From the Dopamine Theory to the Outcomes Paradox


This is intended as the first part of a look at pathways and outcomes in ‘psychosis’ and ‘schizophrenia’. Here, I discuss some of what’s not right in the picture for the current paradigm; an approach which, in essence, dates from the 1950s.

By way of introduction, let’s consider a finding from decades ago. In a previous piece on how psychiatric drugs can often tend to make things worse, I referred to a series of WHO investigations (see this pdf). These found better recovery rates from psychosis in lower income countries, compared with their richer counterparts. Known as the ‘outcomes paradox’ or as the ‘better prognosis hypothesis’, it has been considered a well established feature of the global epidemiology of ‘schizophrenia’. ‘Paradoxical’, because in contrast with healthcare outcomes generally being better in ‘developed’ (high income) countries, outcomes for those who had suffered psychosis were apparently better in the ‘developing’, lower and middle income countries.

…course and outcome for subjects in the developing centers were more favorable than for their developed world counterparts… even for subjects whose early course was poor, the likelihood of later recovery favors those in the developing centers…

At the time, the findings were attributed by researchers largely to cultural factors. Perhaps it was better social inclusion of sufferers that enabled recovery.

Subsequently, the picture was challenged. Critics dismissed the better prognosis hypothesis, pointing to contrary findings like much reduced life expectancy for those diagnosed compared with the general population in lower income countries. They argued that the supposedly more favourable sociocultural context in ‘developing’ countries, is often not to be found. There is, after all, plenty of stigma against those experiencing mental ill-health in both richer and poorer societies.

As trends of urbanization and migration gained pace in the ‘developing world’, some pointed to factors like these as much increasing a person’s risk of experiencing psychosis. So perhaps greater urbanization in the industrialized countries, as opposed to more rural living in the ‘third world’ was part of the explanation for the trend.

But to my mind there seems to be a neglected factor that could help explain the trend: different levels of the use of so called ‘antipsychotic’ drugs. As far as I’m aware, this has not generally been much considered in the literature on the outcomes paradox, with few exceptions.

‘Schizophrenia’ Disability-adjusted life years, 2012 (Source)

Here I take psychotropic medicine use in general as a proxy for use of ‘antipsychotic’ drugs. Data for 2008–19 (Lancet)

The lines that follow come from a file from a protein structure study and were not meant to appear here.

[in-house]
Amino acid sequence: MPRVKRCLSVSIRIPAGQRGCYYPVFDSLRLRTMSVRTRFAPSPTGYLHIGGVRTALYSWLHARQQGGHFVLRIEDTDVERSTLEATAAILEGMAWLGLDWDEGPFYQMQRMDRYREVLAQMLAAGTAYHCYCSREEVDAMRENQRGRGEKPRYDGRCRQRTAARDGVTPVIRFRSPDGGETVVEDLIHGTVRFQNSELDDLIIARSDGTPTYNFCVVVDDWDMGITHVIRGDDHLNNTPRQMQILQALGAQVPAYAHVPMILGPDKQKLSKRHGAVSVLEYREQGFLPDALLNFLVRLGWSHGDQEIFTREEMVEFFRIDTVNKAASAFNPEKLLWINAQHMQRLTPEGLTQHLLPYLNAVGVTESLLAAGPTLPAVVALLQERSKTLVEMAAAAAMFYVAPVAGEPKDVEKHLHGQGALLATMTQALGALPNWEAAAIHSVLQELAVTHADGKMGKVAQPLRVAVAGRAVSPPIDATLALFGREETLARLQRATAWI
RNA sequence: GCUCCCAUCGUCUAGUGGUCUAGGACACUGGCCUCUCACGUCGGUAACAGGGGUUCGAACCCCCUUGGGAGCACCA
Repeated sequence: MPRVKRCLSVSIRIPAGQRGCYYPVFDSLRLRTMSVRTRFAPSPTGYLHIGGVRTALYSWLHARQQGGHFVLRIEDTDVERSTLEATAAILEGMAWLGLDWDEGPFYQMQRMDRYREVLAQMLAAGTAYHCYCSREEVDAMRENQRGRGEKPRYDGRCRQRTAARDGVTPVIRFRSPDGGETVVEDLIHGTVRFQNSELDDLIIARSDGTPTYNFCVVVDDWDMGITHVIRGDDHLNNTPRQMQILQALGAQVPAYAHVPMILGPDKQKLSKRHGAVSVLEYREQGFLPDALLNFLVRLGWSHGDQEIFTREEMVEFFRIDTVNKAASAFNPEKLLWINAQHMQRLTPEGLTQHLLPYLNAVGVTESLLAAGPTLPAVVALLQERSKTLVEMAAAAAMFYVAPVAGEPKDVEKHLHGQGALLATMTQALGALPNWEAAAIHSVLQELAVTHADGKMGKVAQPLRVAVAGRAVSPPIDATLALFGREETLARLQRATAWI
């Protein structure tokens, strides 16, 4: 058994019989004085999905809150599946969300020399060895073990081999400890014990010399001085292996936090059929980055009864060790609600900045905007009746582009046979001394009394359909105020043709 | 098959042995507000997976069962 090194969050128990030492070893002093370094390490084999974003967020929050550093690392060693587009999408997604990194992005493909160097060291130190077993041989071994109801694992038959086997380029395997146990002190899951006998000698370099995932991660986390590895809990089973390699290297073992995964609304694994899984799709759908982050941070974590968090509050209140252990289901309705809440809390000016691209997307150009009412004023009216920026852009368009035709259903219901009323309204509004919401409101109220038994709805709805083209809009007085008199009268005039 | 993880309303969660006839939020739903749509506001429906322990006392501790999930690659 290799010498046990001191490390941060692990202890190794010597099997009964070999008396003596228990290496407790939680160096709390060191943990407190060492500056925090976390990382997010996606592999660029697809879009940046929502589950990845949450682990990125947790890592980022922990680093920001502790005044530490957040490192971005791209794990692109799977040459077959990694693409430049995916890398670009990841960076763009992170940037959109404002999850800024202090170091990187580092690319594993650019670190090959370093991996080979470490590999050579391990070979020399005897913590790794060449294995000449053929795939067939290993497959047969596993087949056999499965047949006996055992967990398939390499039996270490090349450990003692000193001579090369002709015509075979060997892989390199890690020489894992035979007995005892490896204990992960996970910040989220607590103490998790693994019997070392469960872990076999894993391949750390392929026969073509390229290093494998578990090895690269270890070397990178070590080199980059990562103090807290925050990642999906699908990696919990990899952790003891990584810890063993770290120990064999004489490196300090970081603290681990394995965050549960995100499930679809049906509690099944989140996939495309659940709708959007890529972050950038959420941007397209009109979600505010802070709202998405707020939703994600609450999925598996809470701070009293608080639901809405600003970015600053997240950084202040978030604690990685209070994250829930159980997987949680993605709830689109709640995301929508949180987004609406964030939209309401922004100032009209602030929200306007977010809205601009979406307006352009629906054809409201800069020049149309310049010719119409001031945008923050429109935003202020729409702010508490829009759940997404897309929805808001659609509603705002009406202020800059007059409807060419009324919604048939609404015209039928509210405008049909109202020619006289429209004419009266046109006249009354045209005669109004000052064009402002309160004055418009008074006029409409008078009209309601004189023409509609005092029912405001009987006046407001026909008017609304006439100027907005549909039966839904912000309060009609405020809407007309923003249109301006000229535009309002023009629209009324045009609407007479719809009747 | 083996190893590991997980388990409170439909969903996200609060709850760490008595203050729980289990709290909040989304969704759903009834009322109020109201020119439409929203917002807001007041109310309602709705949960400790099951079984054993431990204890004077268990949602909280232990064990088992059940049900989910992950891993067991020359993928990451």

Loosely, one can see here some correlation between recorded levels of disability from ‘schizophrenia’ in the first map, and the levels of use of psychotropic ‘medicines’ shown underneath. The countries with the highest rates of psychiatric drug consumption (pink to red) also tend to have higher scores for disability from ‘schizophrenia’ (darker orange to red). For example, the US, Canada, Australia and Croatia all have high rates of psych drug use and high rates of this ‘disability’;  whereas India and the Philippines score low on both scales.

The use of all classes of psychotropic drugs, has some limited applicability as a proxy indicator for the extent of ‘antipsychotic’ use. Attentive readers may notice that China would appear to be an exception to the trend, with a relatively high rate of disability, despite what is recorded by the Lancet as a lower rate of psychotropic drug use overall. This is most likely under-reporting. The Lancet’s data is based on sales data from European market research. China, obviously, has its own large manufacturing capacity. There is actually relatively heavy use of ‘antipsychotics’ there, as this paper concludes the “proportion of antipsychotic polypharmacy in China is higher than in many other countries…”

The hypothesis that prescription rates are likely a factor in the ‘outcomes paradox’ is lent some tentative credence, by a review of the WHO studies,  which noted: “important findings common to many developing sites included: high percentages of subjects who had never received biomedical treatment…”

Due to the many factors at play over time, such as under or over-reporting, and the difficulty of making like for like comparisons, the better outcomes hypothesis remains controversial and open for debate. My arguments here won’t rely on it. The above isn’t intended as definitive, but to provide a bit of background on the outcomes debate and some illustrative context for what follows.

If we accept that the supposed sociocultural advantages in ‘developing countries’ may indeed not be present, the data does, however, seem to show that something is wrong with the conventional approach. If neuroleptic ‘antipsychotics’ are the solution, then we’d expect to see more favourable outcomes where they are used the most.

Another apparent finding of the WHO studies that was widely accepted in the literature, was that increased length of time without any appropriate care intervention for psychosis looks to correlate with a poorer long-term outlook for patients. This was widely taken by psychiatrists as supporting biochemical intervention with the use of ‘antipsychotics’ at the earliest opportunity. The conclusion that duration of untreated psychosis (DUP) was a key factor determining prognosis, would later be used to justify the mainstream innovation of Early Intervention in Psychosis (EIP) programmes.